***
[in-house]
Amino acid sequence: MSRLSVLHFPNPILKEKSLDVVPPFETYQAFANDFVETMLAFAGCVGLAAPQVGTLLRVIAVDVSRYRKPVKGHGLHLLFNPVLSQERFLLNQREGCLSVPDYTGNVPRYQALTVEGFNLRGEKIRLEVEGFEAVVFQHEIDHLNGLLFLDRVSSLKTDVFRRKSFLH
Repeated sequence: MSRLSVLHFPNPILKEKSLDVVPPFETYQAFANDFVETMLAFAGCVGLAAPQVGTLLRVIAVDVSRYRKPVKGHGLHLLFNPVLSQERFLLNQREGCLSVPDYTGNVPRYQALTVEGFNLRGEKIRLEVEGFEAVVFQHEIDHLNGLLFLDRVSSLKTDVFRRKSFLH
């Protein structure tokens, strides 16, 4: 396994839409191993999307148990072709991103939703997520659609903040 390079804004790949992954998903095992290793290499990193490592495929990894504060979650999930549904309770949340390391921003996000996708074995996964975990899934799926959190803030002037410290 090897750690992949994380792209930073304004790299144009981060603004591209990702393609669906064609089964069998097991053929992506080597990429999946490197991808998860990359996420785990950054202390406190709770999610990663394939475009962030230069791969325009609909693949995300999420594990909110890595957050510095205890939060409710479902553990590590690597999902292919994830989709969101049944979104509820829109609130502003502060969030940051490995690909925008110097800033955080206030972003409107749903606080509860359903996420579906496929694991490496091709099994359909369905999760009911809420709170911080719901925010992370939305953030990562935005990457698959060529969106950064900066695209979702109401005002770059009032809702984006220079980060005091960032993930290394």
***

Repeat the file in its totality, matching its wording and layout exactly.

[in-house]
Amino acid sequence: MSRLSVLHFPNPILKEKSLDVVPPFETYQAFANDFVETMLAFAGCVGLAAPQVGTLLRVIAVDVSRYRKPVKGHGLHLLFNPVLSQERFLLNQREGCLSVPDYTGNVPRYQALTVEGFNLRGEKIRLEVEGFEAVVFQHEIDHLNGLLFLDRVSSLKTDVFRRKSFLH
Repeated sequence: MSRLSVLHFPNPILKEKSLDVVPPFETYQAFANDFVETMLAFAGCVGLAAPQVGTLLRVIAVDVSRYRKPVKGHGLHLLFNPVLSQERFLLNQREGCLSVPDYTGNVPRYQALTVEGFNLRGEKIRLEVEGFEAVVFQHEIDHLNGLLFLDRVSSLKTDVFRRKSFLH
């Protein structure tokens, strides 16, 4: 396994839409191993999307148990072709991103939703997520659609903040 390079804004790949992954998903095992290793290499990193490592495929990894504060979650999930549904309770949340390391921003996000996708074995996964975990899934799926959190803030002037410290 090897750690992949994380792209930073304004790299144009981060603004591209990702393609669906064609089964069998097991053929992506080597990429999946490197991808998860990359996420785990950054202390406190709770999610990663394939475009962030230069791969325009609909693949995300999420594990909110890595957050510095205890939060409710479902553990590590690597999902292919994830989709969101049944979104509820829109609130502003502060969030940051490995690909925008110097800033955080206030972003409107749903606080509860359903996420579906496929694991490496091709099994359909369905999760009911809420709170911080719901925010992370939305953030990562935005990457698959060529969106950064900066695209979702109401005002770059009032809702984006220079980060005091960032993930290394």